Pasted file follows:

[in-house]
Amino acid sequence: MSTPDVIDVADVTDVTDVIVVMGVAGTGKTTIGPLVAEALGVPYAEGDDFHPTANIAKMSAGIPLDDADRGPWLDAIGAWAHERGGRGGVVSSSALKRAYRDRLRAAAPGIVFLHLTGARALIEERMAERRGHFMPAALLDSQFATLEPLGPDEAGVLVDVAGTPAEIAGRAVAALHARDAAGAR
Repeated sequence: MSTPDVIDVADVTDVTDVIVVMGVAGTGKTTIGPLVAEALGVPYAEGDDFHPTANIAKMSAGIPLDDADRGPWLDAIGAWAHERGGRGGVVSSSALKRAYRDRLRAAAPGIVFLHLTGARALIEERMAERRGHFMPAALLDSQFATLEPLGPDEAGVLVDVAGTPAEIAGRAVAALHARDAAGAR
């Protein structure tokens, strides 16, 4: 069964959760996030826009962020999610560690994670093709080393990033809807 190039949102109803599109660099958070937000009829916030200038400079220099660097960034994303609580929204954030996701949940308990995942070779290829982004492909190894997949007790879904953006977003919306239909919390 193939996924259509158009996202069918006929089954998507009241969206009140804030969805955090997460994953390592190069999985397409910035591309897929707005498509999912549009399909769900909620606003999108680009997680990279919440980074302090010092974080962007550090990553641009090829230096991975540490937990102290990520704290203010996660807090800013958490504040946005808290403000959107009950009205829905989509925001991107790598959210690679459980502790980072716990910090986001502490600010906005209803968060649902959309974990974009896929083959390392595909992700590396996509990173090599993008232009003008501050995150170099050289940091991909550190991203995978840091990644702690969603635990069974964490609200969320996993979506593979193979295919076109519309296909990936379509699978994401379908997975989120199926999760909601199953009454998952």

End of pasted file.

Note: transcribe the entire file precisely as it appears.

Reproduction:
[in-house]
Amino acid sequence: MSTPDVIDVADVTDVTDVIVVMGVAGTGKTTIGPLVAEALGVPYAEGDDFHPTANIAKMSAGIPLDDADRGPWLDAIGAWAHERGGRGGVVSSSALKRAYRDRLRAAAPGIVFLHLTGARALIEERMAERRGHFMPAALLDSQFATLEPLGPDEAGVLVDVAGTPAEIAGRAVAALHARDAAGAR
Repeated sequence: MSTPDVIDVADVTDVTDVIVVMGVAGTGKTTIGPLVAEALGVPYAEGDDFHPTANIAKMSAGIPLDDADRGPWLDAIGAWAHERGGRGGVVSSSALKRAYRDRLRAAAPGIVFLHLTGARALIEERMAERRGHFMPAALLDSQFATLEPLGPDEAGVLVDVAGTPAEIAGRAVAALHARDAAGAR
């Protein structure tokens, strides 16, 4: 069964959760996030826009962020999610560690994670093709080393990033809807 190039949102109803599109660099958070937000009829916030200038400079220099660097960034994303609580929204954030996701949940308990995942070779290829982004492909190894997949007790879904953006977003919306239909919390 193939996924259509158009996202069918006929089954998507009241969206009140804030969805955090997460994953390592190069999985397409910035591309897929707005498509999912549009399909769900909620606003999108680009997680990279919440980074302090010092974080962007550090990553641009090829230096991975540490937990102290990520704290203010996660807090800013958490504040946005808290403000959107009950009205829905989509925001991107790598959210690679459980502790980072716990910090986001502490600010906005209803968060649902959309974990974009896929083959390392595909992700590396996509990173090599993008232009003008501050995150170099050289940091991909550190991203995978840091990644702690969603635990069974964490609200969320996993979506593979193979295919076109519309296909990936379509699978994401379908997975989120199926999760909601199953009454998952």